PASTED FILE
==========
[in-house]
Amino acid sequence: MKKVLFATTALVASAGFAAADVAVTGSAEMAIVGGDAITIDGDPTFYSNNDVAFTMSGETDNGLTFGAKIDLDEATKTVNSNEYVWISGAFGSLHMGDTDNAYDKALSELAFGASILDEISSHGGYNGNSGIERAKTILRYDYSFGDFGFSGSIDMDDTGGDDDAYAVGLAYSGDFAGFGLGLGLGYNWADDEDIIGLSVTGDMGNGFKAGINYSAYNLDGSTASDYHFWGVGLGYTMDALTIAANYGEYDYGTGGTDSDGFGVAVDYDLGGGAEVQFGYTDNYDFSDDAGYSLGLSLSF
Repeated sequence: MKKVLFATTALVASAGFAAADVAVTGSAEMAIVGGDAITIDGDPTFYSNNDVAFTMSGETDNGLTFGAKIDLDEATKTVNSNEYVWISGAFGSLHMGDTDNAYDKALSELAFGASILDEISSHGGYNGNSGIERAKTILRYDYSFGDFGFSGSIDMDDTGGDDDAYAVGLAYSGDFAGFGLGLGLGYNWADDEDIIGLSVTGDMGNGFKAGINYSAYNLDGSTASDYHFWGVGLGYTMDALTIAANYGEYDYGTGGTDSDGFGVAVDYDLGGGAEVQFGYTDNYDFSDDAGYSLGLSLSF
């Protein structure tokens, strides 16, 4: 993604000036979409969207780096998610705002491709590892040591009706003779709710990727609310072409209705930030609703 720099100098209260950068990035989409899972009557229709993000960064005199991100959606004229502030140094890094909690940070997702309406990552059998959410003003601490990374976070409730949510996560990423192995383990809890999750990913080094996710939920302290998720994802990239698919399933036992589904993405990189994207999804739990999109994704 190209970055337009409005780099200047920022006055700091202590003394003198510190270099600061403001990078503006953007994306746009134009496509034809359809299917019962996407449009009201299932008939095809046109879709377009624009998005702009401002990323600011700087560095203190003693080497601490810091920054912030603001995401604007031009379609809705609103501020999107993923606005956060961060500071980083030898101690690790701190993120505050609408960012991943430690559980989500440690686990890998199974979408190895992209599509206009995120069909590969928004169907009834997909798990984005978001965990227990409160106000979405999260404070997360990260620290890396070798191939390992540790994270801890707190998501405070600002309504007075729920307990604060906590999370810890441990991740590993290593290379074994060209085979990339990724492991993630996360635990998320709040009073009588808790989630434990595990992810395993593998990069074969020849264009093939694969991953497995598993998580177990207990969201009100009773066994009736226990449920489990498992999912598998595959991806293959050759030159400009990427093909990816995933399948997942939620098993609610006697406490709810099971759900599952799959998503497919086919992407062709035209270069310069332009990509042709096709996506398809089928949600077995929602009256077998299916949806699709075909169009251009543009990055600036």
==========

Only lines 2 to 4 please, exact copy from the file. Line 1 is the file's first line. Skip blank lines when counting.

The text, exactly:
Amino acid sequence: MKKVLFATTALVASAGFAAADVAVTGSAEMAIVGGDAITIDGDPTFYSNNDVAFTMSGETDNGLTFGAKIDLDEATKTVNSNEYVWISGAFGSLHMGDTDNAYDKALSELAFGASILDEISSHGGYNGNSGIERAKTILRYDYSFGDFGFSGSIDMDDTGGDDDAYAVGLAYSGDFAGFGLGLGLGYNWADDEDIIGLSVTGDMGNGFKAGINYSAYNLDGSTASDYHFWGVGLGYTMDALTIAANYGEYDYGTGGTDSDGFGVAVDYDLGGGAEVQFGYTDNYDFSDDAGYSLGLSLSF
Repeated sequence: MKKVLFATTALVASAGFAAADVAVTGSAEMAIVGGDAITIDGDPTFYSNNDVAFTMSGETDNGLTFGAKIDLDEATKTVNSNEYVWISGAFGSLHMGDTDNAYDKALSELAFGASILDEISSHGGYNGNSGIERAKTILRYDYSFGDFGFSGSIDMDDTGGDDDAYAVGLAYSGDFAGFGLGLGLGYNWADDEDIIGLSVTGDMGNGFKAGINYSAYNLDGSTASDYHFWGVGLGYTMDALTIAANYGEYDYGTGGTDSDGFGVAVDYDLGGGAEVQFGYTDNYDFSDDAGYSLGLSLSF
């Protein structure tokens, strides 16, 4: 993604000036979409969207780096998610705002491709590892040591009706003779709710990727609310072409209705930030609703 720099100098209260950068990035989409899972009557229709993000960064005199991100959606004229502030140094890094909690940070997702309406990552059998959410003003601490990374976070409730949510996560990423192995383990809890999750990913080094996710939920302290998720994802990239698919399933036992589904993405990189994207999804739990999109994704 190209970055337009409005780099200047920022006055700091202590003394003198510190270099600061403001990078503006953007994306746009134009496509034809359809299917019962996407449009009201299932008939095809046109879709377009624009998005702009401002990323600011700087560095203190003693080497601490810091920054912030603001995401604007031009379609809705609103501020999107993923606005956060961060500071980083030898101690690790701190993120505050609408960012991943430690559980989500440690686990890998199974979408190895992209599509206009995120069909590969928004169907009834997909798990984005978001965990227990409160106000979405999260404070997360990260620290890396070798191939390992540790994270801890707190998501405070600002309504007075729920307990604060906590999370810890441990991740590993290593290379074994060209085979990339990724492991993630996360635990998320709040009073009588808790989630434990595990992810395993593998990069074969020849264009093939694969991953497995598993998580177990207990969201009100009773066994009736226990449920489990498992999912598998595959991806293959050759030159400009990427093909990816995933399948997942939620098993609610006697406490709810099971759900599952799959998503497919086919992407062709035209270069310069332009990509042709096709996506398809089928949600077995929602009256077998299916949806699709075909169009251009543009990055600036």